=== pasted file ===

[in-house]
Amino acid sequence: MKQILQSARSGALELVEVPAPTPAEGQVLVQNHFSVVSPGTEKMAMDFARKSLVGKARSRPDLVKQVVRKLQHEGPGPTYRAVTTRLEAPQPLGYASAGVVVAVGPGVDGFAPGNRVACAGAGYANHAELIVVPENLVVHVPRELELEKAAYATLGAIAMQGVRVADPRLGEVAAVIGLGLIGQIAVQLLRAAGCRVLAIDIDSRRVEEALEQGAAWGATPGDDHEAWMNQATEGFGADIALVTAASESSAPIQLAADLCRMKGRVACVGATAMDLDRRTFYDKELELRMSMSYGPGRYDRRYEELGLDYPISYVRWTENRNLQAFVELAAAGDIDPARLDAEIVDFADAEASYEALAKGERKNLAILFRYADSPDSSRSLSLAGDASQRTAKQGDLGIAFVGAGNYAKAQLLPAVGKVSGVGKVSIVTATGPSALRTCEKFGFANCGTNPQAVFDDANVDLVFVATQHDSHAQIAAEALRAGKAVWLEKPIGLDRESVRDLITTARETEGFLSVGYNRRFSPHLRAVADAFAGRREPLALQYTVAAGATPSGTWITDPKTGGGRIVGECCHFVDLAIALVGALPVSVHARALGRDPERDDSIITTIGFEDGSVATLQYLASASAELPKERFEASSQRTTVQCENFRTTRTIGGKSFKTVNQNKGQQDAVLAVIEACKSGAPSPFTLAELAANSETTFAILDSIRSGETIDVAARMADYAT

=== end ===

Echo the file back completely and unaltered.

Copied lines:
[in-house]
Amino acid sequence: MKQILQSARSGALELVEVPAPTPAEGQVLVQNHFSVVSPGTEKMAMDFARKSLVGKARSRPDLVKQVVRKLQHEGPGPTYRAVTTRLEAPQPLGYASAGVVVAVGPGVDGFAPGNRVACAGAGYANHAELIVVPENLVVHVPRELELEKAAYATLGAIAMQGVRVADPRLGEVAAVIGLGLIGQIAVQLLRAAGCRVLAIDIDSRRVEEALEQGAAWGATPGDDHEAWMNQATEGFGADIALVTAASESSAPIQLAADLCRMKGRVACVGATAMDLDRRTFYDKELELRMSMSYGPGRYDRRYEELGLDYPISYVRWTENRNLQAFVELAAAGDIDPARLDAEIVDFADAEASYEALAKGERKNLAILFRYADSPDSSRSLSLAGDASQRTAKQGDLGIAFVGAGNYAKAQLLPAVGKVSGVGKVSIVTATGPSALRTCEKFGFANCGTNPQAVFDDANVDLVFVATQHDSHAQIAAEALRAGKAVWLEKPIGLDRESVRDLITTARETEGFLSVGYNRRFSPHLRAVADAFAGRREPLALQYTVAAGATPSGTWITDPKTGGGRIVGECCHFVDLAIALVGALPVSVHARALGRDPERDDSIITTIGFEDGSVATLQYLASASAELPKERFEASSQRTTVQCENFRTTRTIGGKSFKTVNQNKGQQDAVLAVIEACKSGAPSPFTLAELAANSETTFAILDSIRSGETIDVAARMADYAT